This summer I have been fortunate enough to attend three different theatre productions at Shakespeare’s Globe. All three plays were absolutely phenomenal. The tense and eerie atmosphere in Macbeth, the genuinely hilarious scenes in A Midsummer Night’s Dream and the unsettling feelings that The Taming of the Shrew created, stayed with me long after the curtain call.
I have to confess – this is probably a cardinal sin for an English Literature student – but I was not always a big fan of Shakespeare. Studying Shakespeare in the lower years at secondary school was a frustrating ordeal. We spent absolutely ages analysing just one metaphor! I could not engage with the old-fashioned language, and I remember finding it incredibly difficult to concentrate in class. It was especially bad when I had double English on a Friday afternoon. The words just felt dead on the page.
My attitude began to change somewhat near the end of GCSEs, and it changed completely after I began studying English at Queen Mary. This is because I started watching theatrical productions of Shakespeare’s plays. Reading a play is not enough to understand it. Plays are meant to be performed – it is why they are written. This seems very obvious but it is an important fact that is worth mentioning. When you watch a performance, the physical action of the actors, their tone and mannerisms bring the words to life. Hearing Shakespeare’s words out loud make them feel less alien than they appear on paper. The development of the storyline becomes more clear and easier to follow. For example, Macbeth is about a loyal soldier who becomes seduced by the lust for power. He kills his own King, and all those who get in his way, to take the throne. The three witches utter one of the most iconic lines in the play, ‘Fair is foul, and foul is fair’. This is meant to foreshadow a sense of confusion, where nothing is as it seems. The witches represent evil and immorality, and they tempt Macbeth to create his own downfall. When you just read the witches’ lines on a page, you cannot visualise their wickedness or feel the sense of danger that they pose to Macbeth. Nevertheless, in the Globe’s current production, initially the actors playing the witches are all heaped together, like a mass of limbs. Then, they disentangle themselves into one menacing, conjoined being. Moreover, the use of prosthetic limbs, coupled with the eerie organ music gives them a sinister presence as they lurk about the stage. For the audience, the threatening evilness of the witches become a tangible reality.
Shakespeare’s Globe is my favourite theatre in London. Every time I go there, it feels like taking a walk through the pages of history. It is a faithful reconstruction of the original Globe Theatre which was built in 1599. There is a yard which is encircled by three floors of tiered seating. From a bird’s-eye-view, Shakespeare’s Globe looks like a massive ring doughnut because only the stage and the seating is covered by a thatched roof.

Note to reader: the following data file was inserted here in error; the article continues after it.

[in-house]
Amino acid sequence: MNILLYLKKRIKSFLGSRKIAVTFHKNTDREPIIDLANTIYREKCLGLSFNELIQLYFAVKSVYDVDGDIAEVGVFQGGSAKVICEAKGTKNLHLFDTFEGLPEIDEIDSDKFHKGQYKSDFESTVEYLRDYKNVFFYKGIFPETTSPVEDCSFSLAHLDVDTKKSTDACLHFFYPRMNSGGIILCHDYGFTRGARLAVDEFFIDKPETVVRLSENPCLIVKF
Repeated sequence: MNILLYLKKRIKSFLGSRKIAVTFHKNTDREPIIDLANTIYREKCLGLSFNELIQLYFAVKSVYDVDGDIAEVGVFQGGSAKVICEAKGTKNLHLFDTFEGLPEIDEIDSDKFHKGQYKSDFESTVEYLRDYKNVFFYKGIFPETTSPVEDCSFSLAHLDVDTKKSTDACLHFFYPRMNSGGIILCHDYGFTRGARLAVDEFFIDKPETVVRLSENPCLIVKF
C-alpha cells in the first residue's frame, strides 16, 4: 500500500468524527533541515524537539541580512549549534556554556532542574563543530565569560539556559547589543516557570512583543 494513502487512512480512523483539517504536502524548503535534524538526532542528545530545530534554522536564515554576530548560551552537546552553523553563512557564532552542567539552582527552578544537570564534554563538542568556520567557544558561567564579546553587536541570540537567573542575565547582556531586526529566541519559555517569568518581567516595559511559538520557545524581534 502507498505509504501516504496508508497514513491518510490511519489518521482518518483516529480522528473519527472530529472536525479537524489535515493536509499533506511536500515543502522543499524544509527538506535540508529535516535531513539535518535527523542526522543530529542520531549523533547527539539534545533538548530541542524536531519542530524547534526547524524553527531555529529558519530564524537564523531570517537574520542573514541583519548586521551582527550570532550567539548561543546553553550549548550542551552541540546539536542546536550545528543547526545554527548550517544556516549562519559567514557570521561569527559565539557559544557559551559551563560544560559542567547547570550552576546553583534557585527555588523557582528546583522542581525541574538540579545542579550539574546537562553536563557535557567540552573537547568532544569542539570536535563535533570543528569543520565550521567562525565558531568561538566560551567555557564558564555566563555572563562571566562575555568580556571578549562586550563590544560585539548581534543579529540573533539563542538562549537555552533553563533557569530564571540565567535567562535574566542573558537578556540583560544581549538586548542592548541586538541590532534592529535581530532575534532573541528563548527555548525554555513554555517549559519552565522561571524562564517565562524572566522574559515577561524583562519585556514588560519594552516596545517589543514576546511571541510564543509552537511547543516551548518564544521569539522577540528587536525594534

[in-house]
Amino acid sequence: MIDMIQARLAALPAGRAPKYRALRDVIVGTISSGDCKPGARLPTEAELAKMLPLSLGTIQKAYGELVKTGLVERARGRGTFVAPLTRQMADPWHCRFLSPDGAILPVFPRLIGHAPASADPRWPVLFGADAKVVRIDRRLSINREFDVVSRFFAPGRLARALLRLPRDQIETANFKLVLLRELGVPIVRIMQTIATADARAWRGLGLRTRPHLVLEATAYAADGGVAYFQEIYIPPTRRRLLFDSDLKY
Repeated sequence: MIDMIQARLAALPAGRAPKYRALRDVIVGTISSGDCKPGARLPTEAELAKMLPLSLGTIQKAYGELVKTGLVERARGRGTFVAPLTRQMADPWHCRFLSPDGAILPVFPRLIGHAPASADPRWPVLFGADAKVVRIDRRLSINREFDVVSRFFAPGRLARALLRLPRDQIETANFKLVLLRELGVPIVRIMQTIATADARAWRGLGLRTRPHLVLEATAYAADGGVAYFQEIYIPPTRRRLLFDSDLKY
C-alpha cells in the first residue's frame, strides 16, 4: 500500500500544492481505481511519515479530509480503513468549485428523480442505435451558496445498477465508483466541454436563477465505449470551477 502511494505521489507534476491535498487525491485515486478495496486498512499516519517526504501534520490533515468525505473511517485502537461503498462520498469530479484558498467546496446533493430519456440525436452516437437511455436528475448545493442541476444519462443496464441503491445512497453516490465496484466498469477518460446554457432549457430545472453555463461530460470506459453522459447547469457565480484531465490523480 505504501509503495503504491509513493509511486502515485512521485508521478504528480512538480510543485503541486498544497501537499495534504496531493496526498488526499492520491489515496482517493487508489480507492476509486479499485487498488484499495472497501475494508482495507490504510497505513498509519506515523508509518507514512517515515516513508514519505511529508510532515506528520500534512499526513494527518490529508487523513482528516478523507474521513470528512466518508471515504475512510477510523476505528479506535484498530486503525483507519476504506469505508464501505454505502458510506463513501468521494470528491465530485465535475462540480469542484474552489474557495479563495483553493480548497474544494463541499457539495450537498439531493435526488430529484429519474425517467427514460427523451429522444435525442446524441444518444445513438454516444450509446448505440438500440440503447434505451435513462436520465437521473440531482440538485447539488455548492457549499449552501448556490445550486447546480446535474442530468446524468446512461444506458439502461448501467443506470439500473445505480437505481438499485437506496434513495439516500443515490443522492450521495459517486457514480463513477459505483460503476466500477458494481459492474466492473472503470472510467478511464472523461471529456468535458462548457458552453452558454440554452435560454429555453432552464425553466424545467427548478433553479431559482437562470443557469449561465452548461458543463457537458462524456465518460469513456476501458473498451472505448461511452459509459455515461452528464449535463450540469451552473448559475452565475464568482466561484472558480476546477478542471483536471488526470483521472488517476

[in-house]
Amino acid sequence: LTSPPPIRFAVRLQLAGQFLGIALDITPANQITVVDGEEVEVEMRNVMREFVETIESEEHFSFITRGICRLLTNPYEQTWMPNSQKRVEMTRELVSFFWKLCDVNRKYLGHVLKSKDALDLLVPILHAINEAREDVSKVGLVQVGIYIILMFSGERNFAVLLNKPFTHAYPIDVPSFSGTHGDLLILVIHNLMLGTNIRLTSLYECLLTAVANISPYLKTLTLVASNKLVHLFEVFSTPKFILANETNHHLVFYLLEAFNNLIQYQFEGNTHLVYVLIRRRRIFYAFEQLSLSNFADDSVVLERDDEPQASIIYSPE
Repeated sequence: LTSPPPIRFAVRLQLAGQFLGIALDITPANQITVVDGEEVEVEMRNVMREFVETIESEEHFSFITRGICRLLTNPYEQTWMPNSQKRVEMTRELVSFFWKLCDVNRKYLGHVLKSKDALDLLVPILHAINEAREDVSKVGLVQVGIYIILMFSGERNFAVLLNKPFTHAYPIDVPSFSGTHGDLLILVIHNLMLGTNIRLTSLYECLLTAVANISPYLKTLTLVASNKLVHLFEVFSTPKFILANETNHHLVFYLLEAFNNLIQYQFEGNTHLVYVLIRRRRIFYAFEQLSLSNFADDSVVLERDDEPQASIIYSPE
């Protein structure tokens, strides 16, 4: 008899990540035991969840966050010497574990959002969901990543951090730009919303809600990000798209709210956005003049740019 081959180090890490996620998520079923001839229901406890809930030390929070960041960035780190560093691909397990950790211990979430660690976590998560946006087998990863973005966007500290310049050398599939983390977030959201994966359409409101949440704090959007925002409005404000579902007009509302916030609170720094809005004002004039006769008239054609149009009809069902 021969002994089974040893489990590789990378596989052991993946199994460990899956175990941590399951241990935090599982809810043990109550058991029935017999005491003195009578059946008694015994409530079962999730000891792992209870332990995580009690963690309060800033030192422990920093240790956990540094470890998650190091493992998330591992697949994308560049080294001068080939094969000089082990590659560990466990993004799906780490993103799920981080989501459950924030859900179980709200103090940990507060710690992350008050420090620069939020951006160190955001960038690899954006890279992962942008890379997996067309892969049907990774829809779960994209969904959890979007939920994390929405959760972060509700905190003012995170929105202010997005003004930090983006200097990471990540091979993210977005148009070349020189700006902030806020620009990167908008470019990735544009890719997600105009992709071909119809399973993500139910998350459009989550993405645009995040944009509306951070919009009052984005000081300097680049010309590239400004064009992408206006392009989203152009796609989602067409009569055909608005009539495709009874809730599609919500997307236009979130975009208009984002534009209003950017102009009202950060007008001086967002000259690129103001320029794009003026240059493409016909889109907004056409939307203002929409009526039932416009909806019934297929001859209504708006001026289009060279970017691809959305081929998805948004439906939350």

I always get yard tickets because they are the cheapest, costing only £5. The one drawback to getting yard tickets is that you have to stand for the whole performance. For me, however, this is not a problem, because I think the yard is the best place to watch the productions. You are the closest to the stage and the actors constantly interact with the audience. The plays are so entertaining and engrossing that time flies without you noticing. One of the things that I really like about Globe productions is how the plays bring Shakespeare to the twenty-first century by making it relevant to modern audience. For example, in A Midsummer Night’s Dream, the actors were dressed as Hipsters instead of Athenians. They made jokes about health and safety, sang David Bowie songs, and when Hermia told Helenus about her engagement to Lysander, the two best friends broke into a Bollywood infused rendition of Beyoncé’s ‘Single Ladies’.
One reason why I decided to study at Queen Mary is because of its location. Not only does it have one of the best English and Drama Departments in the country, it is also in London. For me, London is the heart of culture, music, art and creativity. Going to a London university allows me to have access to fabulous places like the Globe. Also, there are numerous museums and galleries which are almost always free, and going to these places allows me to enhance my understanding of the contents covered in my course. The West End always has concessions for students and young people and I would encourage everyone to take advantage of that. For instance, the Donmar Warehouse is currently running a ‘Young and Free’ scheme which gives people aged under 25 free tickets to watch their Shakespeare Trilogy. I will include the link for more information below and I really hope I have persuaded you into going to the theatre very soon to check out some Shakespeare!
Donmar Warehouse: http://www.donmarwarehouse.com/mailing-list#xkGeHFHZ0WYEgvX7.97
Shakespeare’s Globe: http://www.shakespearesglobe.com/